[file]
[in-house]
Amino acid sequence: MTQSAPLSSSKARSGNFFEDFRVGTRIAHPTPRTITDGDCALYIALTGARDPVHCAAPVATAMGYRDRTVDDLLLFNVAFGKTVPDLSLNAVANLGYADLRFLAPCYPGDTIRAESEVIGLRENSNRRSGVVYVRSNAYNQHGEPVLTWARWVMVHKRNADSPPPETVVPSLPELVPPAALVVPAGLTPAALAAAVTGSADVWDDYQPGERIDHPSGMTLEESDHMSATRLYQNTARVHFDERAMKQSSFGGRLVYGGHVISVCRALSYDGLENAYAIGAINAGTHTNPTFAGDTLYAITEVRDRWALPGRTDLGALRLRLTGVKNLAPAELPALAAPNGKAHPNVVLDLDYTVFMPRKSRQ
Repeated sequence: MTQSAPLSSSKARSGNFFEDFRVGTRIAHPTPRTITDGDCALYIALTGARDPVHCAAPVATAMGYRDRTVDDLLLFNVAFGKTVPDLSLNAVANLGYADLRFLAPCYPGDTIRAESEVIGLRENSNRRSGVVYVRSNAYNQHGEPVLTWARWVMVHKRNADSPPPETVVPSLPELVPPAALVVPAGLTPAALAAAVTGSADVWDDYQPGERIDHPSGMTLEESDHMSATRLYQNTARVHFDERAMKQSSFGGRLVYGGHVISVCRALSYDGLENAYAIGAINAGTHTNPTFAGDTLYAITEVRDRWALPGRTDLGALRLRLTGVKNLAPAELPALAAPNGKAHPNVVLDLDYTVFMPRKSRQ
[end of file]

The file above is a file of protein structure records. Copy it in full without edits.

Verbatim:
[in-house]
Amino acid sequence: MTQSAPLSSSKARSGNFFEDFRVGTRIAHPTPRTITDGDCALYIALTGARDPVHCAAPVATAMGYRDRTVDDLLLFNVAFGKTVPDLSLNAVANLGYADLRFLAPCYPGDTIRAESEVIGLRENSNRRSGVVYVRSNAYNQHGEPVLTWARWVMVHKRNADSPPPETVVPSLPELVPPAALVVPAGLTPAALAAAVTGSADVWDDYQPGERIDHPSGMTLEESDHMSATRLYQNTARVHFDERAMKQSSFGGRLVYGGHVISVCRALSYDGLENAYAIGAINAGTHTNPTFAGDTLYAITEVRDRWALPGRTDLGALRLRLTGVKNLAPAELPALAAPNGKAHPNVVLDLDYTVFMPRKSRQ
Repeated sequence: MTQSAPLSSSKARSGNFFEDFRVGTRIAHPTPRTITDGDCALYIALTGARDPVHCAAPVATAMGYRDRTVDDLLLFNVAFGKTVPDLSLNAVANLGYADLRFLAPCYPGDTIRAESEVIGLRENSNRRSGVVYVRSNAYNQHGEPVLTWARWVMVHKRNADSPPPETVVPSLPELVPPAALVVPAGLTPAALAAAVTGSADVWDDYQPGERIDHPSGMTLEESDHMSATRLYQNTARVHFDERAMKQSSFGGRLVYGGHVISVCRALSYDGLENAYAIGAINAGTHTNPTFAGDTLYAITEVRDRWALPGRTDLGALRLRLTGVKNLAPAELPALAAPNGKAHPNVVLDLDYTVFMPRKSRQ